English | Dzongkha Monday, May 20, 2019

Patang- who is it for?

Aug 21, 2013

PatangBhutanese men- be it ministers, elected members of the Parliament, government secretaries or other important post holders in the government– are entitled to wear Patang or a ceremonial sword. The Patang is considered a symbol of authority.

Women, unlike men, are not entitled to a Patang even if they are ministers, members of the Parliament or government secretaries.

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After the first parliamentary elections in 2008, there were discussions among women parliamentarians not being given the Patang, but nothing came of it. The same discussion has cropped up again, especially, with Lyonpo Dorji Choden being the first woman minister.

Divergent opinions emerged after an article by Kuensel, raising questions about the Patang being a mandatory symbol of authority and if women in important positions must have something equivalent to the Patang?

9 Comments for “Patang- who is it for?”

  1. sonam

    A patang (sword) is only for worries. The ones who are arguing for patang should look beyond ones pond of water.

    Swords were used in combats and as weapons of self-defence on the battlefields during olden days throughout the world. Now a sword is commonly worn as a ceremonial item in many military and naval services, not by the politicians!!!

    I as a citizen of Bhutan would prefer to see those patangs only in museums, not worn anymore by the people. Museums are the best places to learn and cherish the history of a nation.

    Dear Lynpos/Lynmos or Dashos of Bhutan, don’t worry no one will come and attack you with a sword. Rather you must be prepared and ready to defend intellectually. At least one must realize that we are in the 21st century where the whole world is driven by intellects, and NOT BY THE SWORDS!!!

    • Samchar

      As cited by sonam I am second to person to support his view we do not need weapon of sword as practice by our forefathers this tradition will be important for the monument purpose just to keep as historical significance in the museum of paro or some where else in Bhutan. But what we need is not sword but the intellectual giants who will reconstruct the Bhutanese economic and resurrect Bhutanese education which will be textually and contextually fitting for the dawning to 21st century and closing to 20th century. I am not against all the practices but this tradition should not prioritize leave the country behind horizon. We need to follow where world is moving. We should not debate useless things for no reason I watch national assembly for the one phrase they spent two to three days . Example ex-minister Zanglay was pro-chancellor and ex- minister Dorji Wangdi was pro – Director. This issuance was un-necessary debate wasted lots of time . Our leader should not debate for small vocabulary rather they should come with new vision, mission , goals and lead us to 21st century technological world . we wanted to see those farsighted leaders giving new hope for Bhutan. We wanted to see such leader who has vision and who will impart this vision to his fellow citizens. We are not interest your Patang issues. If Am Dorji Chodon is without Patang let her work peacefully for the better future of Bhutan.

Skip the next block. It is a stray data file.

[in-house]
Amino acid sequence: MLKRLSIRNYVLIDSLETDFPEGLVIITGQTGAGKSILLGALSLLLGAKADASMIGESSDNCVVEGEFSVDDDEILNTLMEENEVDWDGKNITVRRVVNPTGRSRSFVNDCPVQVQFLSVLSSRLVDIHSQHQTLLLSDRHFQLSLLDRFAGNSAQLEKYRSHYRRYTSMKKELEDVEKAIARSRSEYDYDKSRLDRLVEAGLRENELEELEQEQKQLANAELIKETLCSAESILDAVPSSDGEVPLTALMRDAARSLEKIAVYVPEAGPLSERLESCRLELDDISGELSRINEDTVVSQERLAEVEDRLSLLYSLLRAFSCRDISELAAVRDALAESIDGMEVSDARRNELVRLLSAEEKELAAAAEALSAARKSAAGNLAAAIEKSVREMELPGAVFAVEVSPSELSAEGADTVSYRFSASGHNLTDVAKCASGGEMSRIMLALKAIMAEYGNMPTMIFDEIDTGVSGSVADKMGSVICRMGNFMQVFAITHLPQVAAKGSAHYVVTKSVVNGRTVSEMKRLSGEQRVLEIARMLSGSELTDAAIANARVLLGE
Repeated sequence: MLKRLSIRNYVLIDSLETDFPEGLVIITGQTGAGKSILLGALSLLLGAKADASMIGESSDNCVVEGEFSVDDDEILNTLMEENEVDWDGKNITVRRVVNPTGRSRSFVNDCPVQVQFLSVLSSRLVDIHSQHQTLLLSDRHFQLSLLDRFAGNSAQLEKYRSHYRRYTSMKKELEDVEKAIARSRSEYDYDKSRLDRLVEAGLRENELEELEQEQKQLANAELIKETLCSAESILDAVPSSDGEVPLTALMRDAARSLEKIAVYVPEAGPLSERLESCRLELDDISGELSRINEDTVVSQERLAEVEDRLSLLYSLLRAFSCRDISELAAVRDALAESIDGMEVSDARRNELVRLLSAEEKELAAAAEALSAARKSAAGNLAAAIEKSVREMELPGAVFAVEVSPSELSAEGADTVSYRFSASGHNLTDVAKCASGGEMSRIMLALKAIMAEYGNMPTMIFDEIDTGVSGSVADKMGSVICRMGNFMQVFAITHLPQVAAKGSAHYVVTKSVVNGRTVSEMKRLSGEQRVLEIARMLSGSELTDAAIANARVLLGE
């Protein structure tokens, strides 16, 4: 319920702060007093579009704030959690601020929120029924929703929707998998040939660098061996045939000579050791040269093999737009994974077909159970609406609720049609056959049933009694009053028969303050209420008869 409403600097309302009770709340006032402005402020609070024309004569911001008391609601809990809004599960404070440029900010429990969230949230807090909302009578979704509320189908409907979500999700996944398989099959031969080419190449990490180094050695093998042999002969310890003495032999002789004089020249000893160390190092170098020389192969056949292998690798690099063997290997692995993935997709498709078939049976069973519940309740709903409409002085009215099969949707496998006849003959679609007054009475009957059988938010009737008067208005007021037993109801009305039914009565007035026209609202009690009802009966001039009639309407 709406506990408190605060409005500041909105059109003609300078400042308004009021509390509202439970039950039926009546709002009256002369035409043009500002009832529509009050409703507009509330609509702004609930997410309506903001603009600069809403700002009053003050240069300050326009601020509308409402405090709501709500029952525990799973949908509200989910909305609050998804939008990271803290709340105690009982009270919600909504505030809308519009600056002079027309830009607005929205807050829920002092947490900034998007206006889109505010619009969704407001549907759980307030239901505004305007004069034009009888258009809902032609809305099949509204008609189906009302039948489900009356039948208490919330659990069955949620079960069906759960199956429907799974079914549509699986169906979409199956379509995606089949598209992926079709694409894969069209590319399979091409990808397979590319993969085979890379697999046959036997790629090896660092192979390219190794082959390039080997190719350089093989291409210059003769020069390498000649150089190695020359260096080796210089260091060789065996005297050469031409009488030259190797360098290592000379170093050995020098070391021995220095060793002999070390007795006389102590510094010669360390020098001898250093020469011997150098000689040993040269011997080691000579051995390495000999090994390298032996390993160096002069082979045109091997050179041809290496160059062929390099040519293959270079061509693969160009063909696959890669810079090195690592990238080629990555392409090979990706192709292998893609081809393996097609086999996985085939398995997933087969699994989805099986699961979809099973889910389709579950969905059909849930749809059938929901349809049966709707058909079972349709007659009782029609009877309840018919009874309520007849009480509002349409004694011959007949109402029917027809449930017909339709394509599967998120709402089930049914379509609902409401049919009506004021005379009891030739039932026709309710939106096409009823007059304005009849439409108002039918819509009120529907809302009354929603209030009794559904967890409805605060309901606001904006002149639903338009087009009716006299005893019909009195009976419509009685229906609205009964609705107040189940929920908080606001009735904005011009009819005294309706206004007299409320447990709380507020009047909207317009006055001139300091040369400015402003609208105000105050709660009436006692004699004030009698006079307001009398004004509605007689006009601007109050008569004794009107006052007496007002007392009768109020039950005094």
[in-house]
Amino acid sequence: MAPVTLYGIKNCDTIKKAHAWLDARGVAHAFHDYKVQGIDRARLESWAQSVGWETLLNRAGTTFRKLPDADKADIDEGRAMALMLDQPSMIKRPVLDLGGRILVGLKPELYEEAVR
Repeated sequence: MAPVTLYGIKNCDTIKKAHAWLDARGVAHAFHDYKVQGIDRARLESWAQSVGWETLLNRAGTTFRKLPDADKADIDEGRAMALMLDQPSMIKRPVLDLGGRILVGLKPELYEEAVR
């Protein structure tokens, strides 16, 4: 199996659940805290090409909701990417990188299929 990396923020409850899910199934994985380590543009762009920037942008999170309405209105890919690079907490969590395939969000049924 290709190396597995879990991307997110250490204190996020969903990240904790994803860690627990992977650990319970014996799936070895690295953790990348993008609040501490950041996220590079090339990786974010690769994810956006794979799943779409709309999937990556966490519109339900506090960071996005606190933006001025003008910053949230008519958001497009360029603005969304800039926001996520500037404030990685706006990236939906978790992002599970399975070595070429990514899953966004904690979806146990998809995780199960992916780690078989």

2. Anna

    Personally I feel, even if these patangs culturally are not for women, no problem, because a true leaders should not craze for showing power but should serve the country. Their hard work, actions and deeds should earn power and respect like that of Mother Teresa, Mrs. Indira Gandhi and many other women leaders. Patang is physiological identity of power but the most important thing is deed.

  3. Kams

    Do we really need patang to carry out our duties. If we go to jungle we might need but in the office it may not be required. Let us not break our head thinking on this issue. Focus on fulfilling the aspirations of the people and the country.

  4. rangzhin

    Why do we need to talk about PATANG ? Why? woman not wearing patang is not an issue. nothing will happen when some really power hunger woman minister doesnot wear PATANG.
    common citizen of Bhutan.

  5. Tazii

    Patangs are worn by men in olden days as an armor. I never heard women wearing patang since my childhood. I have seen many village women with the sickle hooked on back. In this case, if these parliamentarian are after their identity, men should wear patang and women should hang sickle, otherwise they have forgotten what they have said during campaign. we have selected them hoping that they will serve as people’s representative. This is just my point…

  6. Tashi

    With due respect, I think to establish equality of gender justice, it is must that women must have Patang but first precedence must be to discuss and debate on important issues or problems that country needs to be addressed.

  7. Migto

    It is very sad that Bhutanese people especially the younger generation are confuse about the tradition and culture of his/her own country. The concerned institute need to advocate the importance of preserving ones own culture and tradition for the security and sovereignty of the country.

  8. lola

    Patang is more of a nuisance than of any benefit. It is even worrying that people are being more open to frankness, less social hierarchy, stratification and doesn’t like to be limited by Driglam Namzha. Which foretells that people might fight or hurl things at each other in the future parliament of Bhutan. That time Patang might be used as weapons – God forbid if it doesn’t turn into a battlefield with all 47 MPs wearing a Patant each. We only heard Battle of Changlimithang and in future it may be Battle in the Parliament!

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